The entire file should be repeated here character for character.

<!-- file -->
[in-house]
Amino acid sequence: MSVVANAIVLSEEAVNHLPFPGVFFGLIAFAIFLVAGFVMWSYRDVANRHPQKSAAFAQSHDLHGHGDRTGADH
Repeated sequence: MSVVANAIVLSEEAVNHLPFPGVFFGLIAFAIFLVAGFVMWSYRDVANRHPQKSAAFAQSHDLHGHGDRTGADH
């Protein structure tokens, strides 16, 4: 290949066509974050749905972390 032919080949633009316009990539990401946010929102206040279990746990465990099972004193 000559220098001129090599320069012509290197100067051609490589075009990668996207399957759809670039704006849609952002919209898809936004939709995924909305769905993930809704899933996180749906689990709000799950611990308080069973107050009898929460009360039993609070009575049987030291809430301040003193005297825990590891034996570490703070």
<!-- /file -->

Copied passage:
[in-house]
Amino acid sequence: MSVVANAIVLSEEAVNHLPFPGVFFGLIAFAIFLVAGFVMWSYRDVANRHPQKSAAFAQSHDLHGHGDRTGADH
Repeated sequence: MSVVANAIVLSEEAVNHLPFPGVFFGLIAFAIFLVAGFVMWSYRDVANRHPQKSAAFAQSHDLHGHGDRTGADH
């Protein structure tokens, strides 16, 4: 290949066509974050749905972390 032919080949633009316009990539990401946010929102206040279990746990465990099972004193 000559220098001129090599320069012509290197100067051609490589075009990668996207399957759809670039704006849609952002919209898809936004939709995924909305769905993930809704899933996180749906689990709000799950611990308080069973107050009898929460009360039993609070009575049987030291809430301040003193005297825990590891034996570490703070």